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As you know, we use the "Secretary Problem" to choose the single best candidate. Now I would like to know can we use this rule to find the worst candidate, too? If yes, how to accomplish this?

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Just turn the evaluation upside down, i.e., "better" ~~-> "worse" – vonbrand Mar 3 '14 at 16:17
There is a useful lesson here: When you have an algorithm or a theorem involving an ordering, it usually works for the opposite ordering too (though not always). – Jørgen Fogh Mar 4 '14 at 12:57
@JørgenFogh Interesting thought. Can you give examples which use ordinal (not interval/ratio) data which won't work? Or are interval/ratio algorithms the exceptions you were referring to? ACtually, I think maybe I should ask this in its own question. – rumtscho Mar 4 '14 at 16:14
@JørgenFogh I doubt there's any decision algorithm which won't work for the opposite ordering. An example would be really nice. – flonk Mar 6 '14 at 16:13
I think I expressed myself incorrectly. What I was trying to convey was that you cannot assume something always works, just because you can't think of a counterexample. – Jørgen Fogh Mar 6 '14 at 16:45
up vote 45 down vote accepted


The algorithm simply finds the participant who is optimal according to some property, but does not care what that property means (as long as it defines an ordering relation on the candidates). Changing that property from being good to being bad (or whatever else) is just a definition without algorithmic relevance.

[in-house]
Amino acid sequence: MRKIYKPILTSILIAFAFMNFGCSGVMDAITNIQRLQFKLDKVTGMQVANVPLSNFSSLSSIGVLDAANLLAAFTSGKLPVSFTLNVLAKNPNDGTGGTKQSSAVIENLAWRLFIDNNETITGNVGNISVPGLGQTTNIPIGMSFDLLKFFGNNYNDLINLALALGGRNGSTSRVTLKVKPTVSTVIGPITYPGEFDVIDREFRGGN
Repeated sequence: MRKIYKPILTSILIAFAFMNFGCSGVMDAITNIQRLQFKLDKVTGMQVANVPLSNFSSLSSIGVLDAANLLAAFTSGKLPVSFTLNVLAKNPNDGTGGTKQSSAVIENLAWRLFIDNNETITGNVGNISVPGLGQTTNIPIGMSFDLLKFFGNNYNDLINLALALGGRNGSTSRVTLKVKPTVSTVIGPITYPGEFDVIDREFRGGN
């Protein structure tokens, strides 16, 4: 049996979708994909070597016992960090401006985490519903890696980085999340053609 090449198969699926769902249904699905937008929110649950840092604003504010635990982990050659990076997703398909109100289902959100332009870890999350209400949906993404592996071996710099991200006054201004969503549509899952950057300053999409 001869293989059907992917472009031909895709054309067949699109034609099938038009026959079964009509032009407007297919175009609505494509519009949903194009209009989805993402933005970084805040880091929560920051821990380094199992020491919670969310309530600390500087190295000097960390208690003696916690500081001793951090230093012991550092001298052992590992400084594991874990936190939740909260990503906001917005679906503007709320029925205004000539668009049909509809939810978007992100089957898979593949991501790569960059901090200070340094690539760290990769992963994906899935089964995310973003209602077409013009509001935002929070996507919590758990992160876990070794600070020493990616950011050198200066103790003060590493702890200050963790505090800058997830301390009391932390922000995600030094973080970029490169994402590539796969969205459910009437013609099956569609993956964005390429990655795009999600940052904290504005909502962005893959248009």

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I think he wants to know if you can use the procedure to choose the worst (instead of the best) candidate. The answer is yes.

The situation is: you know how many candidates $N$ there are, but you don't know the distribution of the quality of the candidates. Also, you can only look at one candidate at a time, and not go back to a previous candidates ("no recall").

You use the $1/e$ algorithm: first look at $1/e$ of the $N$ candidates, and remember the quality of the worst of those, which is, say, $\underline{q}$. After the $N/e$ sampled candidates, you choose the first candidate that is worse than what you have previously seen, i.e., you choose candidate $i$ if $q_i\le \underline{q}$, and candidate $N$ if no candidate's quality was worse. This procedure maximizes the probability to choose the worst candidate.

This is just the inversion of the solution to maximize the probability to choose the best candidate.

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Sure, the algorithm will just choose a highly ranked candidate (probably). It's up to you how you rank them - by how good they are, or by how bad they are, the algorithm doesn't know what the ranking system means.

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